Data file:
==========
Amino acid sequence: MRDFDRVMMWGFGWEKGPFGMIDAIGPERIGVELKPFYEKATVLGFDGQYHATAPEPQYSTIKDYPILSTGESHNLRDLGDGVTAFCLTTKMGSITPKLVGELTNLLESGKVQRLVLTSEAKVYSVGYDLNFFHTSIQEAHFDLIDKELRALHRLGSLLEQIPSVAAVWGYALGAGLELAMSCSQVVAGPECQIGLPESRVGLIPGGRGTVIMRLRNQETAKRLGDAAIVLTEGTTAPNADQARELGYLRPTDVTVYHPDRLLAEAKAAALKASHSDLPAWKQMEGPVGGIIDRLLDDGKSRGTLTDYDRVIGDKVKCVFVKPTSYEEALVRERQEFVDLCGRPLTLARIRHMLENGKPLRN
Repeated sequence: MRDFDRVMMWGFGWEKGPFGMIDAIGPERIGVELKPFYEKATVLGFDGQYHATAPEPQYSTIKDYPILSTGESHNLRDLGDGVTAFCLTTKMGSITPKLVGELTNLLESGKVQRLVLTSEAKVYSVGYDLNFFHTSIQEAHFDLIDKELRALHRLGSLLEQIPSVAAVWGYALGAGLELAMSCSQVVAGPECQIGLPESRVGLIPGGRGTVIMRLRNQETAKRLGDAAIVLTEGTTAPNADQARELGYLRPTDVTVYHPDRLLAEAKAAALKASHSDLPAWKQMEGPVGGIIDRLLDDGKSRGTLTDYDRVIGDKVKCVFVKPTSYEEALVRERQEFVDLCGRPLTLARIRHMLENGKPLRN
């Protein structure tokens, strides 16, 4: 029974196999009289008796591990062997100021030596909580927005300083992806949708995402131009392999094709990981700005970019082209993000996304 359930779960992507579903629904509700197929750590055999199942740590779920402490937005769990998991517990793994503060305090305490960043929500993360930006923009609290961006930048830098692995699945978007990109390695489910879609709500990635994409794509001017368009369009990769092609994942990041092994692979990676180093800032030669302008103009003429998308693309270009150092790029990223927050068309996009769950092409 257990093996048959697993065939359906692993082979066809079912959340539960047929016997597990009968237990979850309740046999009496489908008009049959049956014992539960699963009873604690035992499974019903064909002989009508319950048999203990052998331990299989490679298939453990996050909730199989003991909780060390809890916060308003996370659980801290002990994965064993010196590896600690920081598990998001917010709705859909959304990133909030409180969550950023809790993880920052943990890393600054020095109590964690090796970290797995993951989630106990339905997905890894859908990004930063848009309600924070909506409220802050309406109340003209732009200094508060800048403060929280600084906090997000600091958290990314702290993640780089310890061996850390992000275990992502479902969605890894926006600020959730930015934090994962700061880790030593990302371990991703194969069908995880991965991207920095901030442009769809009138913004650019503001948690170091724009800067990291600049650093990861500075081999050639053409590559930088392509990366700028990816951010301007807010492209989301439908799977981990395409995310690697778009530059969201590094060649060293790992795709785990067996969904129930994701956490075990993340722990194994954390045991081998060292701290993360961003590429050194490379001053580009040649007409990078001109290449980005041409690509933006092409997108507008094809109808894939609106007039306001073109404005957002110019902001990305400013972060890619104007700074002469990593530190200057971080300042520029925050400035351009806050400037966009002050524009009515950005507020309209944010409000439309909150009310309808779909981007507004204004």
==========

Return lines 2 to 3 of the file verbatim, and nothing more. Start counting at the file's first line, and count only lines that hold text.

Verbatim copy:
Repeated sequence: MRDFDRVMMWGFGWEKGPFGMIDAIGPERIGVELKPFYEKATVLGFDGQYHATAPEPQYSTIKDYPILSTGESHNLRDLGDGVTAFCLTTKMGSITPKLVGELTNLLESGKVQRLVLTSEAKVYSVGYDLNFFHTSIQEAHFDLIDKELRALHRLGSLLEQIPSVAAVWGYALGAGLELAMSCSQVVAGPECQIGLPESRVGLIPGGRGTVIMRLRNQETAKRLGDAAIVLTEGTTAPNADQARELGYLRPTDVTVYHPDRLLAEAKAAALKASHSDLPAWKQMEGPVGGIIDRLLDDGKSRGTLTDYDRVIGDKVKCVFVKPTSYEEALVRERQEFVDLCGRPLTLARIRHMLENGKPLRN
């Protein structure tokens, strides 16, 4: 029974196999009289008796591990062997100021030596909580927005300083992806949708995402131009392999094709990981700005970019082209993000996304 359930779960992507579903629904509700197929750590055999199942740590779920402490937005769990998991517990793994503060305090305490960043929500993360930006923009609290961006930048830098692995699945978007990109390695489910879609709500990635994409794509001017368009369009990769092609994942990041092994692979990676180093800032030669302008103009003429998308693309270009150092790029990223927050068309996009769950092409 257990093996048959697993065939359906692993082979066809079912959340539960047929016997597990009968237990979850309740046999009496489908008009049959049956014992539960699963009873604690035992499974019903064909002989009508319950048999203990052998331990299989490679298939453990996050909730199989003991909780060390809890916060308003996370659980801290002990994965064993010196590896600690920081598990998001917010709705859909959304990133909030409180969550950023809790993880920052943990890393600054020095109590964690090796970290797995993951989630106990339905997905890894859908990004930063848009309600924070909506409220802050309406109340003209732009200094508060800048403060929280600084906090997000600091958290990314702290993640780089310890061996850390992000275990992502479902969605890894926006600020959730930015934090994962700061880790030593990302371990991703194969069908995880991965991207920095901030442009769809009138913004650019503001948690170091724009800067990291600049650093990861500075081999050639053409590559930088392509990366700028990816951010301007807010492209989301439908799977981990395409995310690697778009530059969201590094060649060293790992795709785990067996969904129930994701956490075990993340722990194994954390045991081998060292701290993360961003590429050194490379001053580009040649007409990078001109290449980005041409690509933006092409997108507008094809109808894939609106007039306001073109404005957002110019902001990305400013972060890619104007700074002469990593530190200057971080300042520029925050400035351009806050400037966009002050524009009515950005507020309209944010409000439309909150009310309808779909981007507004204004």